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  • Kevin Elliott

Dana Jacobson

When Dana Jacobson left Bloomfield Hills and moved with her family to West Des Moines, Iowa, after her freshman year at Bloomfield Hills' Andover High School, the future award-winning journalist knew she would return to the Great Lakes State.

"I said, 'when I get into (The University of) Michigan, I'm coming back.' I left knowing I would come back," said Jacobson, who has co-hosted CBS This Morning: Saturday, since July of 2018. "I wanted to act. I thought I was going to be an actress. I was convinced that was what I was going to do with my life because I loved it so much. I went to my first audition at Michigan and realized I am a horrible actress. 'This isn't going to be for me, so what else do I think I like to do.'”

With little more than an interest in writing and interviewing, and a naturally inquisitive nature, Jacobson set her sight on radio and television, taking on her first internship at then-CBS affiliate WJBK in Detroit. She landed her first on-air job at WPBN/WTOM-TV in Traverse City, before moving to the Sacramento market and working in television and radio. Jacobson then spent a decade at ESPN before joining CBS Sports and CBS News.

"At that age, I was fortunate to grow up in a house that 'if you can think it and dream it, you can do it.' I was 100 pounds overweight. I had no TV experience. I didn't know the job, but I saw elements that I liked, and said, 'That's what I want to do.'

"As I started interning, I found I may not like all of these things, but I think I am the one to do it rather than someone else."

While Jacobson was a competitive swimmer and enjoyed playing and watching sports, she had no intentions of pursuing a career as a sports journalist.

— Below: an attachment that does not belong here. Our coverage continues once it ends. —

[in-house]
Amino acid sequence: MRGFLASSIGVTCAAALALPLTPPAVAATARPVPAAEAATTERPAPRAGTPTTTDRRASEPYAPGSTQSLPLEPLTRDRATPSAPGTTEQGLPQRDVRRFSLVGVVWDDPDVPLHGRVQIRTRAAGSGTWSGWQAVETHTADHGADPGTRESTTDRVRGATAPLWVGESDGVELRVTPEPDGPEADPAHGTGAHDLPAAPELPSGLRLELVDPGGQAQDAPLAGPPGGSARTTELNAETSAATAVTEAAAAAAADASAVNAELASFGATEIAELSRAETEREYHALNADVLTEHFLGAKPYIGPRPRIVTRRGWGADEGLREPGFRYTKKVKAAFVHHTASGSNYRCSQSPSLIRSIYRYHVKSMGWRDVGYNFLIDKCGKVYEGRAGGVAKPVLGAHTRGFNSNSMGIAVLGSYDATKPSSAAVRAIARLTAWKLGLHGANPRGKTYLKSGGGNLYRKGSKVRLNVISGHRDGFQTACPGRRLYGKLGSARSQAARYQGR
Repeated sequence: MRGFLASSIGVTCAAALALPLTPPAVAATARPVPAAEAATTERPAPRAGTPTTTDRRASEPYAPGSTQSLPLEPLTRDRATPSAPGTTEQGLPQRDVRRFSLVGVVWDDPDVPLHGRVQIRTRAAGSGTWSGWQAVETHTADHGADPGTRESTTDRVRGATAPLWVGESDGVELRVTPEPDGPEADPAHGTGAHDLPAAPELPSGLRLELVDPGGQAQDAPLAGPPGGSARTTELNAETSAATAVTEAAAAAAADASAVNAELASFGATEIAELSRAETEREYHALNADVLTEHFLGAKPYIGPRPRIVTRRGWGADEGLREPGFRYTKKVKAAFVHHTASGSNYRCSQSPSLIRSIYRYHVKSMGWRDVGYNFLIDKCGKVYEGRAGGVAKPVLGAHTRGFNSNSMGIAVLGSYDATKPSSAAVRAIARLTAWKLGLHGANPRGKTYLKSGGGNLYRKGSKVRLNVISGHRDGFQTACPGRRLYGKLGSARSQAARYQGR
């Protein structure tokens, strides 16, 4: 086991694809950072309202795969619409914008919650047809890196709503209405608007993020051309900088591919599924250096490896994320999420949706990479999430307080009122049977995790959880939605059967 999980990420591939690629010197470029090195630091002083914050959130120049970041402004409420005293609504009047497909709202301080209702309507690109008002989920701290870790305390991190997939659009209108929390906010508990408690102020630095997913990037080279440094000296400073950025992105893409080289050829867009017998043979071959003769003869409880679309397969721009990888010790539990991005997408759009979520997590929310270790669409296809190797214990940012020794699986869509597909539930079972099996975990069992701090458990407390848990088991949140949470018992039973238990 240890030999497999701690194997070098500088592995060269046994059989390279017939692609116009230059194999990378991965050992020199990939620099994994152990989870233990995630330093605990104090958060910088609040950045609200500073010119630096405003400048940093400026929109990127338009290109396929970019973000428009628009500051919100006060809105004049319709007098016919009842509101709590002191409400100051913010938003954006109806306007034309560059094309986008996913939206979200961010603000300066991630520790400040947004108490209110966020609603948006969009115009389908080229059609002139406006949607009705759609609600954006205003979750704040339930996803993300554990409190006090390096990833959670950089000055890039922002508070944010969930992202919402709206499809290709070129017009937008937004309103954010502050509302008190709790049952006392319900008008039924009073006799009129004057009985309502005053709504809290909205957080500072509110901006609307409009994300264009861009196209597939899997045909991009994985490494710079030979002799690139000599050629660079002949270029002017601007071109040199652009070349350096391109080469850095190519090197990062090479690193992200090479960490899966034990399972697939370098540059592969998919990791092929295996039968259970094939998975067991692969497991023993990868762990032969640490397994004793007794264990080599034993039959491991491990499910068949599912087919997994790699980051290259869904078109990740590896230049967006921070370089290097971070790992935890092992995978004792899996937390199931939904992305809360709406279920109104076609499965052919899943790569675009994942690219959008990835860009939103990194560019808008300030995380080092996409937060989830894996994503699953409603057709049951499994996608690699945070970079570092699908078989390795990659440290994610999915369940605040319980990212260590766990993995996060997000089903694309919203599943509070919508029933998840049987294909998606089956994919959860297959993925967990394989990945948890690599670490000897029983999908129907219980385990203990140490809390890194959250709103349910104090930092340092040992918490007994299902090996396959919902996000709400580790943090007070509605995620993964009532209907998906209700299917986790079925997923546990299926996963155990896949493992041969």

"The sports part came later out of a fluke," she said.

When a news director in Traverse City offered her a position covering Big 10 sports, she jumped at the opportunity to take an on-air spot for the station.

"I think for me, it was learning the mechanics of being a sports anchor. You do everything – cutting, shooting – and I was still working news at the time. I learned about personalizing a story... you don't just ask the obvious questions. Maybe it's what isn't the appropriate question. You can ask. Someone doesn't have to answer. I did find I found stories behind the games."

Jacobson has been honored by the Michigan Jewish Sports Foundation as a Hall of Fame inductee, and has earned National Headliner and Edward R. Murrow Awards for sports reporting, at the same time proving her ability to cover both news and sports.

As a woman in the sports field, Jacobson said she had to earn the respect of many men, where there were fewer female reporters and anchors. Whether covering sports or news, Jacobson said it's telling each person's story in a moving and emotional way that has stuck with her.

"My dad would watch when I sent him tapes, but he said he would still rather watch a guy do sports," she said, referring to her time working in Sacramento. "Later, he eventually just said I was good. It used to be, 'You're OK – for a woman.'

"It goes back to what my mom said to me: do you want it to be you or be someone else."

Photo: CBS News

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